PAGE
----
In less than a year, pre-dispute arbitration agreements will be clearly permissible again now that the Department of Education has finalized its proposal to rescind the Obama administration’s “Borrower Defense” rule issued in November 2016 and replace it with “Institutional Accountability Regulations.”  The final regulations are effective July 1, 2020 and apply to loans disbursed

Last week, Congressional representatives Maxine Waters, D-CA, Bobby Scott, D-VA, and Elijah Cummings, D-MD, as chairs of committees with oversight responsibility for the student loan servicing market, sent letters to CFPB Director Kathleen Kraninger and Department of Education Secretary Betsy DeVos about their concerns with the current state of the student loan industry. The letters

In December 2018, the Department of Education announced that it would begin implementing its “borrower defense” final rule which was published in November 2016.  In addition to its provisions that address a student’s ability to assert a school’s misconduct as a defense to repayment of a federal student loan and its ban on all pre-dispute

The Department of Education has announced the new federal student loan interest rates for 2019-2020.  For the first time in three years, interest rates on federal student loans will decrease.  Rates for Direct Subsidized and Unsubsidized Loans (for undergraduate students) will fall to 4.53 percent, down from 5.05 percent for the 2018-2019 academic year.  

A Federal Register entry published last week details a proposed data-sharing arrangement between the Department of Defense (DoD) and the Department of Education (DoE) designed to reduce the amount of interest that certain active duty service members pay on federal student loans.

In 2008, Congress amended the Higher Education Act to provide for the removal

Last month, the Department of Education issued guidance on implementation of its “borrower defense” final rule that was issued in November 2016 and the subject of litigation that resulted in an October 2018 federal district court ruling requiring the Department to implement the rule.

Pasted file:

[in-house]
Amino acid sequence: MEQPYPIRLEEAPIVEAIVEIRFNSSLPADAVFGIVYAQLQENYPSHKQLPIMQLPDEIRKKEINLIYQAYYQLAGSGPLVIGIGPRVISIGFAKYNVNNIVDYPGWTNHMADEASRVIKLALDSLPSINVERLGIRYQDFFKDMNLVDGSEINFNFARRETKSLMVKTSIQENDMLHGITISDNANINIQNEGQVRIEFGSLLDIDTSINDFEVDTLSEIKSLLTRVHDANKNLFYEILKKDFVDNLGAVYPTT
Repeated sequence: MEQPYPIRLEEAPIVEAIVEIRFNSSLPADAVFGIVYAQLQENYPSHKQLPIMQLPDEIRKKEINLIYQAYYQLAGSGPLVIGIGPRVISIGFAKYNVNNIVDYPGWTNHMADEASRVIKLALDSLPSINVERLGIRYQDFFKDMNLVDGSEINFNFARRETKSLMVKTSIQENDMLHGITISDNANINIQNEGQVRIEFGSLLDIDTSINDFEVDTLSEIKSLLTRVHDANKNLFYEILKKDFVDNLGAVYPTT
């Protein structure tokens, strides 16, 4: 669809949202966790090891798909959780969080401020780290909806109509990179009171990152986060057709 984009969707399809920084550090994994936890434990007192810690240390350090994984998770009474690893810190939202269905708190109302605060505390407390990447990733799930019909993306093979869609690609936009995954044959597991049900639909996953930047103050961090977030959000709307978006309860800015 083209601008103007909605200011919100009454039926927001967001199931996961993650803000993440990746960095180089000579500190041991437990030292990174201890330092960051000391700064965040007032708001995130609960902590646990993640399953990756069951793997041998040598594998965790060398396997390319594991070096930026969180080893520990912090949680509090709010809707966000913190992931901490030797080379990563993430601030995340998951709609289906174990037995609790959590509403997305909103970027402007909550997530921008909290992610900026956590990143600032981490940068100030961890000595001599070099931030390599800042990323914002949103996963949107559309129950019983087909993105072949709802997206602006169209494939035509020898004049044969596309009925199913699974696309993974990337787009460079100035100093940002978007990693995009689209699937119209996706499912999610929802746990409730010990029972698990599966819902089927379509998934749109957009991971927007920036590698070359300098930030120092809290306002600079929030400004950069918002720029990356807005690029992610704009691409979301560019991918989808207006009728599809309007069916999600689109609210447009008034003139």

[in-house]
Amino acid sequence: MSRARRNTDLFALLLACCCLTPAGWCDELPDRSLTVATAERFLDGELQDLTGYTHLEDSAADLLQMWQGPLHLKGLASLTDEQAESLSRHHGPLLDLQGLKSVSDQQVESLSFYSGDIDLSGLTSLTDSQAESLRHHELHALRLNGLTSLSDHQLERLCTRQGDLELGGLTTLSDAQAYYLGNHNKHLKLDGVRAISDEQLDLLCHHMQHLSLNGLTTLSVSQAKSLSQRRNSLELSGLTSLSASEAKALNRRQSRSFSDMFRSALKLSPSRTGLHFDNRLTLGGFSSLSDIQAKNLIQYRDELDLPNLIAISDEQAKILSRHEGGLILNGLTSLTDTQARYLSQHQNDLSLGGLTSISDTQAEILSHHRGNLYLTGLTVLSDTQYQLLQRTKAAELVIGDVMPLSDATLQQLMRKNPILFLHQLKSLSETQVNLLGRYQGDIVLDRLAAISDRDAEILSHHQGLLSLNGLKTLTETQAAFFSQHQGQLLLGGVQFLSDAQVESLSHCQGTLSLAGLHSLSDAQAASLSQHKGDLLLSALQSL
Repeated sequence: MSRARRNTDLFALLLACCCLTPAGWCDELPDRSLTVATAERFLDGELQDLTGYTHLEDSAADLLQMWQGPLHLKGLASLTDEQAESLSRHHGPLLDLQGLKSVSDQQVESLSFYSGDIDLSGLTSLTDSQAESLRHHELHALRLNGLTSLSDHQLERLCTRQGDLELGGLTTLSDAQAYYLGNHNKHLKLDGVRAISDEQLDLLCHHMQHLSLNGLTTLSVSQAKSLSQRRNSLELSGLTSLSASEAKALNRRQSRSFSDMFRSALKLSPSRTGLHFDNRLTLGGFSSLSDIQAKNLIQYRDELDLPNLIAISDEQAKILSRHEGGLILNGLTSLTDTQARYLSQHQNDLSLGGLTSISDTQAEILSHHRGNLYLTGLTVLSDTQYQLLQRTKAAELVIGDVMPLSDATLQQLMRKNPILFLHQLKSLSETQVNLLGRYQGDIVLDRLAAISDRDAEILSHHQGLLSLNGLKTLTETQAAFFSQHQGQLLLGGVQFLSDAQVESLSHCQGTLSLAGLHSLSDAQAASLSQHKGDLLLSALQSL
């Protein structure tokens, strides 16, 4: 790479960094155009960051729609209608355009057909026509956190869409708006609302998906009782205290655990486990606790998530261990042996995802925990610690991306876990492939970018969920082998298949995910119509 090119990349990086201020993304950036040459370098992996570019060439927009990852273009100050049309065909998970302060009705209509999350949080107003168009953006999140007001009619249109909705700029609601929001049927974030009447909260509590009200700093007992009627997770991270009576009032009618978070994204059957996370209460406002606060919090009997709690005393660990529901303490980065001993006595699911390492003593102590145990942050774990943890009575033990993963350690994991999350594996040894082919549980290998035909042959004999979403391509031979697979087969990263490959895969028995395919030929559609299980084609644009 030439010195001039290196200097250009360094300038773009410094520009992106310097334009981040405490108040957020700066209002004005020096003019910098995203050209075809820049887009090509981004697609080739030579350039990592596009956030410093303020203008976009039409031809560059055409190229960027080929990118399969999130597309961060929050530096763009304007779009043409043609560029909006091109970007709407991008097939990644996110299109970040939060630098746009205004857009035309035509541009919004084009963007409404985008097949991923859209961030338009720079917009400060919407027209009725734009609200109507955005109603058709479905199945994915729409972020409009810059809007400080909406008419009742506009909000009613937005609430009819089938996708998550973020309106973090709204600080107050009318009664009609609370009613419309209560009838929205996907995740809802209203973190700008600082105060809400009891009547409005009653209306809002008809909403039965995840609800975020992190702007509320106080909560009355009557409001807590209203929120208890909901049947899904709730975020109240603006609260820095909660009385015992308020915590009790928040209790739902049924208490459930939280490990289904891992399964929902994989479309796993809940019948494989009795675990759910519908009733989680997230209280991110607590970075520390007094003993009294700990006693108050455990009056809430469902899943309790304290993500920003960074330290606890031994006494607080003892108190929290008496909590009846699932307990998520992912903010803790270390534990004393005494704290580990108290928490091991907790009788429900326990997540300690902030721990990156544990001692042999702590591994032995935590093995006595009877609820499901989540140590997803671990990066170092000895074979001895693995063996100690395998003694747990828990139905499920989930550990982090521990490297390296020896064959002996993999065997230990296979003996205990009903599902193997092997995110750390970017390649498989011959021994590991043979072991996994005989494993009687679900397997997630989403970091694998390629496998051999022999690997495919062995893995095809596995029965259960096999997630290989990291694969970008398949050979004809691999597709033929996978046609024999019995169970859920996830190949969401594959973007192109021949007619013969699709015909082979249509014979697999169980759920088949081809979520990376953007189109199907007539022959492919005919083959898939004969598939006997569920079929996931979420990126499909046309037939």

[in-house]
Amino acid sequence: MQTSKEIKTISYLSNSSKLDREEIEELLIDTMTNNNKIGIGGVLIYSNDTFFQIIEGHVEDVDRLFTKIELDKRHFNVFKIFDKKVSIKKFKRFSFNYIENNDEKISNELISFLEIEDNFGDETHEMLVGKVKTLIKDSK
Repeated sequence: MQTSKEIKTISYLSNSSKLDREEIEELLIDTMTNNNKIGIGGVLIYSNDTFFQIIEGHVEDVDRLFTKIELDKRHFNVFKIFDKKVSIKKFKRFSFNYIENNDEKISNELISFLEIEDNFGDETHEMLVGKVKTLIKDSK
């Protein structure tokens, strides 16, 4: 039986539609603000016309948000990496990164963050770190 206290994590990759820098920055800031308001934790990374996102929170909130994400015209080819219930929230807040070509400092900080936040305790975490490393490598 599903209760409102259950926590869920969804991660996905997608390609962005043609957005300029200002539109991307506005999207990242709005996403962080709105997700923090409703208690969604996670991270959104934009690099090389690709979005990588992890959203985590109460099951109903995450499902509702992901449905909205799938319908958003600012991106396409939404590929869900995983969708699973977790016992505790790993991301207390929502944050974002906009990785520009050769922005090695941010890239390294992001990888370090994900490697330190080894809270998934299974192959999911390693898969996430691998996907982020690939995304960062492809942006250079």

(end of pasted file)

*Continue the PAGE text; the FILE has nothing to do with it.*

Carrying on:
Among the final rule’s provisions is a ban on all predispute

The White House last week issued an executive order entitled “Executive Order on Improving Free Inquiry, Transparency, and Accountability at Colleges and Universities.”  In addition to pronouncements regarding free speech in the higher education context, the Executive Order makes several policy statements involving federal student lending and directs the Department of Education to

The Student Borrower Protection Center (SBPC)—an organization established by former CFPB Student Loan Ombudsman Seth Frotman—recently published an article examining the Department of Education’s oversight of “lead generators.”  Lead generators are outside entities that help for-profit colleges manage “pre-enrollment activities” such as “recruiting and advising students,” “determining eligibility for federal aid,” and “delivering

As we reported, the Department of Education announced earlier this month that it would begin implementing its “borrower defense” final rule which was issued in November 2016 by providing discharges of federal student loans made to any borrowers who, in addition to other conditions, could not complete his or her program of study

In a December 13 posting, the Department of Education announced that on December 14, it would begin sending emails to borrowers “to inform them that the company that handles billing and other services related to their federal student loans will discharge some or all of the borrower’s loans within the next 30-90 days.”

The